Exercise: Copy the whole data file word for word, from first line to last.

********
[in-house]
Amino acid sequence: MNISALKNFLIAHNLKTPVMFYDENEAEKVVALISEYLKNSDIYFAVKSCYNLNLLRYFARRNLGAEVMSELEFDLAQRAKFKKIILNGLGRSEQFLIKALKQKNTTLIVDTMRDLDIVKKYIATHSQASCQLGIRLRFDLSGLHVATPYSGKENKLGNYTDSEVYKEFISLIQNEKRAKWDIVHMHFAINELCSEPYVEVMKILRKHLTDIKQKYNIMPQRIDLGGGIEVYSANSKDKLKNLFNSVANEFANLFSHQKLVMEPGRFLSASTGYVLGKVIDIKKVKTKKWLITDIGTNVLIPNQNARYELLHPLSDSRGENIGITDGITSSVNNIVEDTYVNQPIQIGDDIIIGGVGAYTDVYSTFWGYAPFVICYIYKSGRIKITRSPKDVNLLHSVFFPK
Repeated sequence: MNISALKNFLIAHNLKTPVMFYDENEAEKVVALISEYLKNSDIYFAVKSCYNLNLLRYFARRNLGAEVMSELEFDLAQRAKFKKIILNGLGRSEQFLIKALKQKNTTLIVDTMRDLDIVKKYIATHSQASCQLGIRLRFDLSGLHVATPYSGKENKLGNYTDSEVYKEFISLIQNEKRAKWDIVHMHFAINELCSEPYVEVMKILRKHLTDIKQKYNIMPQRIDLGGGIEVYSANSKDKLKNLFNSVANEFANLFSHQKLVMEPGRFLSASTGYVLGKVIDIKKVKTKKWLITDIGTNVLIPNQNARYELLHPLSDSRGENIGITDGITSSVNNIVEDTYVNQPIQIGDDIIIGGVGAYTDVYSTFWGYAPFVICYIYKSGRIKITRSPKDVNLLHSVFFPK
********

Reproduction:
[in-house]
Amino acid sequence: MNISALKNFLIAHNLKTPVMFYDENEAEKVVALISEYLKNSDIYFAVKSCYNLNLLRYFARRNLGAEVMSELEFDLAQRAKFKKIILNGLGRSEQFLIKALKQKNTTLIVDTMRDLDIVKKYIATHSQASCQLGIRLRFDLSGLHVATPYSGKENKLGNYTDSEVYKEFISLIQNEKRAKWDIVHMHFAINELCSEPYVEVMKILRKHLTDIKQKYNIMPQRIDLGGGIEVYSANSKDKLKNLFNSVANEFANLFSHQKLVMEPGRFLSASTGYVLGKVIDIKKVKTKKWLITDIGTNVLIPNQNARYELLHPLSDSRGENIGITDGITSSVNNIVEDTYVNQPIQIGDDIIIGGVGAYTDVYSTFWGYAPFVICYIYKSGRIKITRSPKDVNLLHSVFFPK
Repeated sequence: MNISALKNFLIAHNLKTPVMFYDENEAEKVVALISEYLKNSDIYFAVKSCYNLNLLRYFARRNLGAEVMSELEFDLAQRAKFKKIILNGLGRSEQFLIKALKQKNTTLIVDTMRDLDIVKKYIATHSQASCQLGIRLRFDLSGLHVATPYSGKENKLGNYTDSEVYKEFISLIQNEKRAKWDIVHMHFAINELCSEPYVEVMKILRKHLTDIKQKYNIMPQRIDLGGGIEVYSANSKDKLKNLFNSVANEFANLFSHQKLVMEPGRFLSASTGYVLGKVIDIKKVKTKKWLITDIGTNVLIPNQNARYELLHPLSDSRGENIGITDGITSSVNNIVEDTYVNQPIQIGDDIIIGGVGAYTDVYSTFWGYAPFVICYIYKSGRIKITRSPKDVNLLHSVFFPK